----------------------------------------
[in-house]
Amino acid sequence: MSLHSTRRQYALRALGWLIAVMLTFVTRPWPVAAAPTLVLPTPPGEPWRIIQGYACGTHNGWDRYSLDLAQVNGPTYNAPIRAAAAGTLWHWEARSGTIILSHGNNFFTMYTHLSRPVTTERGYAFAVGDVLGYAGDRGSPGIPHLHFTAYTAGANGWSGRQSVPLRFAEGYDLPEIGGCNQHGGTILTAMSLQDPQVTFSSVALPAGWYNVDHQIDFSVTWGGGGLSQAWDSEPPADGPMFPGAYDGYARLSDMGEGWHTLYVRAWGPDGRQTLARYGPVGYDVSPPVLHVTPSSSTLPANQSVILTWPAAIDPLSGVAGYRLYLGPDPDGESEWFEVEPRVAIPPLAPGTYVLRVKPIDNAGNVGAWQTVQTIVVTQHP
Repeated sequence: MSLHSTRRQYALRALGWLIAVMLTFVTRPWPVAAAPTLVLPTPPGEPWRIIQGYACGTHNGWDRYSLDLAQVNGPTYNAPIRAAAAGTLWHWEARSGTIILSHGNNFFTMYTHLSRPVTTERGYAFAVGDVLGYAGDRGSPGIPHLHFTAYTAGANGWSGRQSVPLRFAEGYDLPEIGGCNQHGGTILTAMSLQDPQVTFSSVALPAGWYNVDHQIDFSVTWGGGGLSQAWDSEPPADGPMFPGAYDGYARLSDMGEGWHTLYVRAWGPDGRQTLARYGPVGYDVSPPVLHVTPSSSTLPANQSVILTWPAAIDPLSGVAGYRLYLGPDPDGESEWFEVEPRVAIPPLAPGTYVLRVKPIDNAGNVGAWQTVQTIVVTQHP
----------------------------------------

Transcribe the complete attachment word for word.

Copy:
[in-house]
Amino acid sequence: MSLHSTRRQYALRALGWLIAVMLTFVTRPWPVAAAPTLVLPTPPGEPWRIIQGYACGTHNGWDRYSLDLAQVNGPTYNAPIRAAAAGTLWHWEARSGTIILSHGNNFFTMYTHLSRPVTTERGYAFAVGDVLGYAGDRGSPGIPHLHFTAYTAGANGWSGRQSVPLRFAEGYDLPEIGGCNQHGGTILTAMSLQDPQVTFSSVALPAGWYNVDHQIDFSVTWGGGGLSQAWDSEPPADGPMFPGAYDGYARLSDMGEGWHTLYVRAWGPDGRQTLARYGPVGYDVSPPVLHVTPSSSTLPANQSVILTWPAAIDPLSGVAGYRLYLGPDPDGESEWFEVEPRVAIPPLAPGTYVLRVKPIDNAGNVGAWQTVQTIVVTQHP
Repeated sequence: MSLHSTRRQYALRALGWLIAVMLTFVTRPWPVAAAPTLVLPTPPGEPWRIIQGYACGTHNGWDRYSLDLAQVNGPTYNAPIRAAAAGTLWHWEARSGTIILSHGNNFFTMYTHLSRPVTTERGYAFAVGDVLGYAGDRGSPGIPHLHFTAYTAGANGWSGRQSVPLRFAEGYDLPEIGGCNQHGGTILTAMSLQDPQVTFSSVALPAGWYNVDHQIDFSVTWGGGGLSQAWDSEPPADGPMFPGAYDGYARLSDMGEGWHTLYVRAWGPDGRQTLARYGPVGYDVSPPVLHVTPSSSTLPANQSVILTWPAAIDPLSGVAGYRLYLGPDPDGESEWFEVEPRVAIPPLAPGTYVLRVKPIDNAGNVGAWQTVQTIVVTQHP